JPMorgan Chase, Bank of America, Wells Fargo and Citigroup, which kicked off the US earnings season, posted net profits for the fourth quarter of 2023. And that's better than expected.
However, they all also disappointed in the numbers, with Bank of America (BofA) and Citigroup even having revenue declines from a year earlier.
BofA had declines in retail banking, corporate banking, and asset management, while Citi had declines in capital markets.
The reporting of the largest universal banks (investment banks Morgan Stanley and Goldman Sachs will report on Tuesday) suffered from the effects of last year's banking crisis.
All of them had to contribute to the deposit guarantee fund in the fourth quarter.
The deposit guarantee agency, the FDIC, had to absorb about 16.3 billion in losses after the collapse of several U.S. banks.
Silicon Valley Bank (SVB) and Silvergate Bank were hit by a wave of panic and massive withdrawals in early March.
The former was placed under FDIC supervision and the latter was closed.
At the same time, Signature Bank and First Republic were plagued by contagion and sold to New York Community Bank and JPMorgan Chase, respectively, on an emergency basis.
In an attempt to stabilize the system, the FDIC has pledged to guarantee all deposits of SVB and Signature Bank customers, while the usual ceiling is $250 000 per person at one institution.
The four banks that released data on Friday paid a total of $8.6 billion into the deposit guarantee fund.
In addition to such an impressive bill, these big banks benefited from the banking crisis, which prompted many depositors and companies to leave regional banks and take refuge in larger ones considered more reliable.
Consumers feel good
During the quarter, they benefited from the high level of interest rates, which the U.S. Central Bank (Fed) raised to the highest level since early 2001.
JPMorgan Chase's net interest income (interest received minus interest paid) rose 19%.
However, the largest US credit institutions said they expect interest margins to decline as a result of a possible Fed rate cut this year.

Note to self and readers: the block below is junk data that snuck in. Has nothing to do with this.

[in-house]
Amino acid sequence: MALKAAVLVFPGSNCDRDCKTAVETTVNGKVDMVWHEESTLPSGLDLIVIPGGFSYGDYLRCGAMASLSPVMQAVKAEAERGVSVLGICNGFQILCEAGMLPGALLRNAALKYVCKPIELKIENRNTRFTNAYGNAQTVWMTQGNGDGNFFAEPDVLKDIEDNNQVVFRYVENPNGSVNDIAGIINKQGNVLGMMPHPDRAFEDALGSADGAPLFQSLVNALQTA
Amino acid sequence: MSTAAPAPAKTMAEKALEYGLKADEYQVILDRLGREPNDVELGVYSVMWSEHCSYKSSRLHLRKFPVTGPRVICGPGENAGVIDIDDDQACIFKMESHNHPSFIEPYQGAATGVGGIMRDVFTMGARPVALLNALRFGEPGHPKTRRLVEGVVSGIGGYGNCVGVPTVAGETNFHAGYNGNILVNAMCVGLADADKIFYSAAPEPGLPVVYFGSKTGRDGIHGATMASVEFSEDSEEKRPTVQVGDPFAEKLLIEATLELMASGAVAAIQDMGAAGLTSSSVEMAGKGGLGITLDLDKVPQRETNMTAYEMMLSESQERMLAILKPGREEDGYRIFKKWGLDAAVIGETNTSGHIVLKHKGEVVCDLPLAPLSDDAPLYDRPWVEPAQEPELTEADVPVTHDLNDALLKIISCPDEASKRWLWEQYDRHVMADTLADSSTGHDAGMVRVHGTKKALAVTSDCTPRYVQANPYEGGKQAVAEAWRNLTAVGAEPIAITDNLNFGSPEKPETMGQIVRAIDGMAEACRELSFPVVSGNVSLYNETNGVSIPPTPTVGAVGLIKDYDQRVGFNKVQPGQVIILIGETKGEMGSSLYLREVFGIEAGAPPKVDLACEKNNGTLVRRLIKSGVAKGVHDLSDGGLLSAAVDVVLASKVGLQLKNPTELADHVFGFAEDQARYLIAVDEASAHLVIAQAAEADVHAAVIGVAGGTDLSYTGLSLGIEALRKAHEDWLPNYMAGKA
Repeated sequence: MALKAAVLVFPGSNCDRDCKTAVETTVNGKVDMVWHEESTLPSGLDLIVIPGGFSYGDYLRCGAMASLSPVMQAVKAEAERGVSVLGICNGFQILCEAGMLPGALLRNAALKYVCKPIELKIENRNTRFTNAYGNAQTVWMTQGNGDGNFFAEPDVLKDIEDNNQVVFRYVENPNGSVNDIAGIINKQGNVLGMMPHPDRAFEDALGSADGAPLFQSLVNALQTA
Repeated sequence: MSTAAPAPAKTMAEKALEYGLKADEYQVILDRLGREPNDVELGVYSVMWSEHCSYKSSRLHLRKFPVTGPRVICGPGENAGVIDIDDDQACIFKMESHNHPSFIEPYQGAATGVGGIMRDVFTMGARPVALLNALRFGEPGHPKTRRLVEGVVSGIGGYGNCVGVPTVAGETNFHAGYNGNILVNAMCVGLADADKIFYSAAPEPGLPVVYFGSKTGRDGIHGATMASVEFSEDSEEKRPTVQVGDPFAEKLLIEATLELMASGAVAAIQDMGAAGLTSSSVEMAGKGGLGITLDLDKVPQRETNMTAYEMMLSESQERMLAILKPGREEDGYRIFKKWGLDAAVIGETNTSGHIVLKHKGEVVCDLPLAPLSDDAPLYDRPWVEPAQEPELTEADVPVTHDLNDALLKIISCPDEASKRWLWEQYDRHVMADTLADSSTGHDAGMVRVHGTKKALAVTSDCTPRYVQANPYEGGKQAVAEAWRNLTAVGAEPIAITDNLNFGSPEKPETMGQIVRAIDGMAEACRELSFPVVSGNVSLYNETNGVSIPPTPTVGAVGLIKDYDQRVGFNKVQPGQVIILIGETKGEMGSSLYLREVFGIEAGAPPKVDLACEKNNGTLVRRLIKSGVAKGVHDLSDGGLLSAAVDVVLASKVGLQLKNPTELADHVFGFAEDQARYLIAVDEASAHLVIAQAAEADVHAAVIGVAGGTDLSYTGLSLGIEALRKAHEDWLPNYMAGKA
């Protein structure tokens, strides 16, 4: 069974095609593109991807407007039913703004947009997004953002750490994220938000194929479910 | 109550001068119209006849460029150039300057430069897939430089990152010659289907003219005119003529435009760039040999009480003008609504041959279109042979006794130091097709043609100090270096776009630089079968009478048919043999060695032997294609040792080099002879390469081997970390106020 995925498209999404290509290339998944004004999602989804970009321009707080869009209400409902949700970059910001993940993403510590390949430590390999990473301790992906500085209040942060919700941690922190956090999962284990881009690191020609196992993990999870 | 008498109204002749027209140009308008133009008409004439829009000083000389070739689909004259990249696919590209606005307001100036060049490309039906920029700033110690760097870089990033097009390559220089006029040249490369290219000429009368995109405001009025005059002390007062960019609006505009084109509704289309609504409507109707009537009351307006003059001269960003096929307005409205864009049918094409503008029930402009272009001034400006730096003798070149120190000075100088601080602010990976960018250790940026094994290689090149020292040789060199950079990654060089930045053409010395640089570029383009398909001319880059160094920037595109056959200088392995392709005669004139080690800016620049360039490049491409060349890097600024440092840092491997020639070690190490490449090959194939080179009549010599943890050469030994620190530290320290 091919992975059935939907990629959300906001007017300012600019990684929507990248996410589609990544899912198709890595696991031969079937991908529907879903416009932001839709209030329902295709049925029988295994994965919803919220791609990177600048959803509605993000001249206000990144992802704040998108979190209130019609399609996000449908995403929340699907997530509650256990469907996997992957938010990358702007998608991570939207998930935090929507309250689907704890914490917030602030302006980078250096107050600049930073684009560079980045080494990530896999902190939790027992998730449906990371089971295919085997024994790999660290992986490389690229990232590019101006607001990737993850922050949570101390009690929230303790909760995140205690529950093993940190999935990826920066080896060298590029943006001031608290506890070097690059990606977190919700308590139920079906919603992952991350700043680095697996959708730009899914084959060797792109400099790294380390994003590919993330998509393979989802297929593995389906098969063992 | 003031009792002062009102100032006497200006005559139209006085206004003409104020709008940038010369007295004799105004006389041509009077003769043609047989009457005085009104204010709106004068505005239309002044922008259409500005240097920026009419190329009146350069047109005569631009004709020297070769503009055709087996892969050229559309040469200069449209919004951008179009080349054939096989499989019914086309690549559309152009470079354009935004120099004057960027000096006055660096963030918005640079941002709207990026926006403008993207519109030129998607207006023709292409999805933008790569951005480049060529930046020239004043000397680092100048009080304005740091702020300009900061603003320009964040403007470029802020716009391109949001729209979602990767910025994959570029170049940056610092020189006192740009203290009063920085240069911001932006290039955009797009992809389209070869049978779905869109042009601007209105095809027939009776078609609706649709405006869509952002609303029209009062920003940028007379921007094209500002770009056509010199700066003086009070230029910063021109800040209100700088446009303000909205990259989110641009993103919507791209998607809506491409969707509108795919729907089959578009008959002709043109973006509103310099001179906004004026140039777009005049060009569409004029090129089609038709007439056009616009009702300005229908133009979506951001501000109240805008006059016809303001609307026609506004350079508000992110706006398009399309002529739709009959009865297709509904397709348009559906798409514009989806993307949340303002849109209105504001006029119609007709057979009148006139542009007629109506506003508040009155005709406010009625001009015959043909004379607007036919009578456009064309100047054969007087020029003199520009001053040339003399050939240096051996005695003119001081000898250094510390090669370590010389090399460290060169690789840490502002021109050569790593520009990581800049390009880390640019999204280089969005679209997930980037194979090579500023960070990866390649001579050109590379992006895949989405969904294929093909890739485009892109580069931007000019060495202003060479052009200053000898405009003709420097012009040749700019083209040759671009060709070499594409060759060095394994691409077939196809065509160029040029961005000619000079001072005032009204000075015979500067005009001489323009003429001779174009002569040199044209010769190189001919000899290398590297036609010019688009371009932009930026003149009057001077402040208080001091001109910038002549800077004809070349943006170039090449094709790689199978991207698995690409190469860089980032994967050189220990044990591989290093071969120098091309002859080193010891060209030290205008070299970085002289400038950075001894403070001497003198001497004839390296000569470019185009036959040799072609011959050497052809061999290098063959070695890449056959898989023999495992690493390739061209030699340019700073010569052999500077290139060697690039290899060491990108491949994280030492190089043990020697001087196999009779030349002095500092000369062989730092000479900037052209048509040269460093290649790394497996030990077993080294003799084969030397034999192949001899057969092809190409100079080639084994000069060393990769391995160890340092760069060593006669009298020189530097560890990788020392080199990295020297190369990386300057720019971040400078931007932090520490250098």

In addition, as the US economy shows signs of slowing, US banks have increased provisions for doubtful loans, albeit in moderate proportions.
Jeremy Barnum, chief financial officer at JPMorgan Chase, sees this as normalization after an atypical sequence following the coronavirus pandemic that saw households' financial health improve.
"We're not seeing any downturn," an official said in a conference call. "The consumer is feeling good."
"Spending is steady," he continued, noting that consumption has been most resilient even for modest households.
"We are closely monitoring credit trends, and while we are seeing a slight deterioration, it remains within our expectations," commented Wells Fargo CEO Charlie Scharf.
The largest US banks, however, note the tension in the commercial real estate sector, which has been predicted crisis for several months.
This phenomenon is mainly due to the emergence of telecommuting, which has led to a reduction in office utilization.
Of the four companies that will release data on Friday, Citigroup remains in the worst position.
The bank's sweeping restructuring saw its sales fall 3% and it had to take a series of charges and provisions that cut its profits by $4.6 billion.
CEO Jane Fraser said Citi ended the quarter with a loss of $1.8 billion, showing a "very disappointing" result.
The group also announced its intention to cut 20 000 jobs in the medium term.